FIG. 5, formed of FIGS. 5A, 5B, and 5C, is a hydraulic circuit schematic according to the preferred embodiment.
FIG. 6 is an enlarged detail of a portion of the schematic of FIG. 5.
With reference to the Drawing, and initially to FIG. 1 thereof, a computerized numerical control (CNC) precision automated tooling machine unit 10 provides the environment for the hydraulic system of this invention. A housing 12 of the unit has a front control panel 14 which permits programming and monitoring of the machining operations. To the right of the control panel 14 is an enclosure 16 where the machining and tooling take place. Here a spindle 18 holds a chuck or collet 20 in which a workpiece (not shown) can be mounted. A tailstock 22 is mounted on a tailstock slide 24 for horizontal movement. The tailstock 22 can be brought from a home position remote from the spindle 18 to a forward position in contact with the workpiece on the chuck or collet 20. Above the spindle 18 and tailstock 22 is a multi-position tool turret 26, which can have e.g. ten or twelve rotary positions, and can be capable of either passive or live tooling. The CNC unit 10 can be programed to rotate the turret 26 into position to employ any given tool thereon. The turret 26 is mounted on a carriage 28 to provide both lateral and transverse movement of the turret 26 and its tools.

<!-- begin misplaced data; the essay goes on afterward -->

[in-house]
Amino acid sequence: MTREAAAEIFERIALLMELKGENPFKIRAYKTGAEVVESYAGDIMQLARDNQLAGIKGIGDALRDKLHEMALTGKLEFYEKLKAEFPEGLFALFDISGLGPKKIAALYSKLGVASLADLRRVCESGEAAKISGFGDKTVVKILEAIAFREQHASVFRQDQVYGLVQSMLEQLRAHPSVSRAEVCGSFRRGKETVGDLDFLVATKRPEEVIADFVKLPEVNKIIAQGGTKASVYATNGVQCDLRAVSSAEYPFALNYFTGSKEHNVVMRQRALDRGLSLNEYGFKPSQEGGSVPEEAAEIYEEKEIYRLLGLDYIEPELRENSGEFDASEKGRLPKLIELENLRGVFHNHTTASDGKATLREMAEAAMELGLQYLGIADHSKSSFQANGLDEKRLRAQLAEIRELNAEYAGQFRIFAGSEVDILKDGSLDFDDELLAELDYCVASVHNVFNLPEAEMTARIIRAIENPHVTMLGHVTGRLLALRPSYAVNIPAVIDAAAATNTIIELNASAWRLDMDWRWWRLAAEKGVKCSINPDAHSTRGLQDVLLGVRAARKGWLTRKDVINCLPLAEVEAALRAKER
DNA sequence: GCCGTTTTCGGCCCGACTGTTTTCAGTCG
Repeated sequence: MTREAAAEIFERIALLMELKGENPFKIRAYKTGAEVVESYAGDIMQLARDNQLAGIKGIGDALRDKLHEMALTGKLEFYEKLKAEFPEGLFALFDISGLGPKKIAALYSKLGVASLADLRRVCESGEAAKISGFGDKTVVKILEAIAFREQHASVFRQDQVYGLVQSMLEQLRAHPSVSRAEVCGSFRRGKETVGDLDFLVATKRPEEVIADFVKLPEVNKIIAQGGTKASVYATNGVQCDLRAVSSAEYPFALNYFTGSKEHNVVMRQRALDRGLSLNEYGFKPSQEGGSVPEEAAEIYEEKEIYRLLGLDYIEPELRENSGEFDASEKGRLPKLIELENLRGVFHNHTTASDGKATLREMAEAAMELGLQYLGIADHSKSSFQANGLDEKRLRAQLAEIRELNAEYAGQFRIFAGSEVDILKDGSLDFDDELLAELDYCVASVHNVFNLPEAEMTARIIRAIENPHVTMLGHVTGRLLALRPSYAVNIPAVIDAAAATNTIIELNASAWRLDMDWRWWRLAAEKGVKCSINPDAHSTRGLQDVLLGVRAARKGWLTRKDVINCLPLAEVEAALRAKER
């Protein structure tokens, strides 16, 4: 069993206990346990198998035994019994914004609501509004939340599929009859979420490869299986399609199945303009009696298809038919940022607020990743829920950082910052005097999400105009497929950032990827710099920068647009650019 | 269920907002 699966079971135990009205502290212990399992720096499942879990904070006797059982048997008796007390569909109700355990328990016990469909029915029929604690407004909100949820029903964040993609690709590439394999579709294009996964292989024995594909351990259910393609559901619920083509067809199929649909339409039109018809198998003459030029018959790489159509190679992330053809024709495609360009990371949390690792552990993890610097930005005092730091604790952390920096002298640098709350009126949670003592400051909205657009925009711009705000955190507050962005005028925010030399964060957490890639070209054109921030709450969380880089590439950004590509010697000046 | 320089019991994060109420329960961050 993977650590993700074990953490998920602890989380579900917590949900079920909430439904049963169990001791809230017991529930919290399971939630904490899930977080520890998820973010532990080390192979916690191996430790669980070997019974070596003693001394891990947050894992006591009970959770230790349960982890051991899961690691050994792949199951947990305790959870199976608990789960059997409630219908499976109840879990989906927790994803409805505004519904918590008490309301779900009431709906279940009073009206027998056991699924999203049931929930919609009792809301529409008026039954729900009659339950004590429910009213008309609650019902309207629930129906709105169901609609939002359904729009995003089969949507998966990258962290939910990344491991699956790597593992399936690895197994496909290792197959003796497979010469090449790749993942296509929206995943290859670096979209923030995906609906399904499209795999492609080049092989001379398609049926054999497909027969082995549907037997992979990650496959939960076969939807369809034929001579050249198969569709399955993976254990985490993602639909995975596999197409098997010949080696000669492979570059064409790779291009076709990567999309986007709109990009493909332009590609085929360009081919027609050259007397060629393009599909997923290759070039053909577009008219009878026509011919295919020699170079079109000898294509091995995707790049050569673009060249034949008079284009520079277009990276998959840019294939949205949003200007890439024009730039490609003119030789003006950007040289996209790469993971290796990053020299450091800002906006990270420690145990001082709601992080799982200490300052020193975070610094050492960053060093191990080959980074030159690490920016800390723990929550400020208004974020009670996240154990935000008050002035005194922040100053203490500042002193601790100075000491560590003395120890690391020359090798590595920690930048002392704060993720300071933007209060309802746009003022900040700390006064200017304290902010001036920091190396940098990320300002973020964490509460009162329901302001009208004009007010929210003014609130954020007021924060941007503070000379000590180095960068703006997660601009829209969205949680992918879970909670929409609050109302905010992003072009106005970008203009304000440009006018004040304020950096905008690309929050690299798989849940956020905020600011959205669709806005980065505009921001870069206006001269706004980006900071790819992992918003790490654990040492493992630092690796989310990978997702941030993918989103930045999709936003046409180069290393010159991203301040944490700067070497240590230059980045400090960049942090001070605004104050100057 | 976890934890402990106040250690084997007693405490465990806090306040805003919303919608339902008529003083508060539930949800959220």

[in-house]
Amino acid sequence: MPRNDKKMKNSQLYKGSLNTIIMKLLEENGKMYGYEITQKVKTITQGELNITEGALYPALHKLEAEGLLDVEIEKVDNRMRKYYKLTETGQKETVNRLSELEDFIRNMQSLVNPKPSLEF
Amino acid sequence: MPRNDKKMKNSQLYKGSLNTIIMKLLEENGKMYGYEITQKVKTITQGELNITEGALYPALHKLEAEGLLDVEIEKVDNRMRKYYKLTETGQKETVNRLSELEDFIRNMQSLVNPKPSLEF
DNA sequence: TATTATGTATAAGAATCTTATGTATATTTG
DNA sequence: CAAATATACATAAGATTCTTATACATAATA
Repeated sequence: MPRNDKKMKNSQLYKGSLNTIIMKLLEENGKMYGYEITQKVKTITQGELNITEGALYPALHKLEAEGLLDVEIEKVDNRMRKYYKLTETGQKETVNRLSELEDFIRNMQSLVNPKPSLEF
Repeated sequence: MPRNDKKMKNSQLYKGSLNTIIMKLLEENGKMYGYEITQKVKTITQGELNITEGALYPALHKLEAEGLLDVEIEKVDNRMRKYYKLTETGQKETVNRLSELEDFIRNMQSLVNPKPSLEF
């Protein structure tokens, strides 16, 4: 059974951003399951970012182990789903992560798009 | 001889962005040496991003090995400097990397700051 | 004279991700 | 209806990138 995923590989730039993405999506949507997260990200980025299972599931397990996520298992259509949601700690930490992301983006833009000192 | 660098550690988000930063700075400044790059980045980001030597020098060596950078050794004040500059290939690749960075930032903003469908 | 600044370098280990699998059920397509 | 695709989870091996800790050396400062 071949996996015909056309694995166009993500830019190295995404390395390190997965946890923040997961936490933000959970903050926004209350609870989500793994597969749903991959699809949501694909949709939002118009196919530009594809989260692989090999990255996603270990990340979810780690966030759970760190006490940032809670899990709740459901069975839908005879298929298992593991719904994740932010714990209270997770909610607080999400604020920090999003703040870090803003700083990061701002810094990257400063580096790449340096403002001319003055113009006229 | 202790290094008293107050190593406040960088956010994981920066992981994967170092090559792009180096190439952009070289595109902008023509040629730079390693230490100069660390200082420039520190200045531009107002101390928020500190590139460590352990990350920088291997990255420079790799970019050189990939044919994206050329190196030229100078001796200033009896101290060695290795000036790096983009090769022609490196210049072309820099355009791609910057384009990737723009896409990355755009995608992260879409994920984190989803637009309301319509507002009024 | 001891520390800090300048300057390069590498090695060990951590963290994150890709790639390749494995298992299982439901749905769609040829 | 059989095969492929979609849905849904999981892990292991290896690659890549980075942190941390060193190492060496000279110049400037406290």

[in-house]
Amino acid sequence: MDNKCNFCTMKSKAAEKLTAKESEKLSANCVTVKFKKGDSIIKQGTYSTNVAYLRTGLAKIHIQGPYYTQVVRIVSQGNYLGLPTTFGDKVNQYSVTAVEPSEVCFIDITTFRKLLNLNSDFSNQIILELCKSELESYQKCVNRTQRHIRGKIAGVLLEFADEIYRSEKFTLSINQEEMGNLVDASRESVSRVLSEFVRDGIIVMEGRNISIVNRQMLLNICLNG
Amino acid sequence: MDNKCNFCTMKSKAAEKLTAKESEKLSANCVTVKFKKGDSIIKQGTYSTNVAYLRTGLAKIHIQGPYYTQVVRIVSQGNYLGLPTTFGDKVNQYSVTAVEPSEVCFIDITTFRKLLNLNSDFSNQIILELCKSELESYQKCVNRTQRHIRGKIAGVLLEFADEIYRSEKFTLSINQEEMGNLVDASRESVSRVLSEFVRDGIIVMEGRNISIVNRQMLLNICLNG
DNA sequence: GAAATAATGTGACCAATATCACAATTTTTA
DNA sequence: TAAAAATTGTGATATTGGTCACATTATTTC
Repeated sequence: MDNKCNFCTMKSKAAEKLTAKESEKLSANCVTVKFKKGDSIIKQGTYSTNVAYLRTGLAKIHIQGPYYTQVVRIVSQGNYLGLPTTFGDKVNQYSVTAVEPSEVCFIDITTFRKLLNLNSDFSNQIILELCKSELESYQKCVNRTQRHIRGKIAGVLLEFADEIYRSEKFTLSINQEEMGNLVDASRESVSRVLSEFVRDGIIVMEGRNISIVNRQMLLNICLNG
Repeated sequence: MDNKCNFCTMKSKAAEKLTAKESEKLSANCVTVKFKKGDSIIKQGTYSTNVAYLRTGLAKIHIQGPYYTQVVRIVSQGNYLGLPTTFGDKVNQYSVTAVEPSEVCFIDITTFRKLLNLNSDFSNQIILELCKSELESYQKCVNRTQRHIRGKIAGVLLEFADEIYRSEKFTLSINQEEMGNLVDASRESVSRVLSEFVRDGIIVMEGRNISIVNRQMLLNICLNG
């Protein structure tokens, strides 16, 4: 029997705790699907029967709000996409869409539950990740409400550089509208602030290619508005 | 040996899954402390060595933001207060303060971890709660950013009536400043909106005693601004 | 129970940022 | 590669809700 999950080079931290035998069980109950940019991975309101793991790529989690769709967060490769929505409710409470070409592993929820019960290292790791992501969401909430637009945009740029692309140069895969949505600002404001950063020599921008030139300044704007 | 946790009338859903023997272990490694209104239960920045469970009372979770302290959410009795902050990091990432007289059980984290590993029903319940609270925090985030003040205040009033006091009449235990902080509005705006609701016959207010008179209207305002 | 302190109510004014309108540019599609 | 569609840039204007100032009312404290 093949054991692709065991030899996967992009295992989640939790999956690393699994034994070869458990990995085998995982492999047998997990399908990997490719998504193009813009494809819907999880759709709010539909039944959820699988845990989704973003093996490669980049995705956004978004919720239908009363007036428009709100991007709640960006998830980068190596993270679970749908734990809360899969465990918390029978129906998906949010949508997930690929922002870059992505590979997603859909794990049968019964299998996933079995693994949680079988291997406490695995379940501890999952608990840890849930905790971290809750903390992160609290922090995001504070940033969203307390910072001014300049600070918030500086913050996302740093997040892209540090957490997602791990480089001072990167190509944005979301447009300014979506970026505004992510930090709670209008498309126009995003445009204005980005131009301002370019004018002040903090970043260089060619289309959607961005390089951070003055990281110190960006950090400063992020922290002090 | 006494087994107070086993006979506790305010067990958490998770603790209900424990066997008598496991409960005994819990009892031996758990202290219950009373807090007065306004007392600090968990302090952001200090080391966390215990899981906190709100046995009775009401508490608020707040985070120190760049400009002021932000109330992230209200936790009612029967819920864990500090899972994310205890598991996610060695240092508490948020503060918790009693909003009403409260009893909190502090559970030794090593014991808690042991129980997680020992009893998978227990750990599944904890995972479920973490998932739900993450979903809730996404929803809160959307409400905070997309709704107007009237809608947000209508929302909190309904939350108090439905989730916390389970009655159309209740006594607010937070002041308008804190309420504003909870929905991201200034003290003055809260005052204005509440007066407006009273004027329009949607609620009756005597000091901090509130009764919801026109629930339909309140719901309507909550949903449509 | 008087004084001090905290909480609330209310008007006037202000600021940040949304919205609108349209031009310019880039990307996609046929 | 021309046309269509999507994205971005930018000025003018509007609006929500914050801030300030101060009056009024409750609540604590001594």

An auxiliary hydraulic system 30 according to an embodiment of this invention is shown in ghost line within the housing 12 of the CNC unit 10, and is shown in more detail in FIGS. 2, 3, and 4. In the system 30, a motor 32 drives a variable speed hydraulic pump 34 as well as a cooling pump 36. A reservoir tank 38 is disposed beneath the motor and pumps, and a distribution manifold 40 or tower is mounted in front of the motor 32. A hydraulic pressure accumulator 42, here of about 60 cubic inches volume, and mounted within the housing 12 is precharged with dry nitrogen to about 250 psig, and provides stored bursts of hydraulic energy on demand.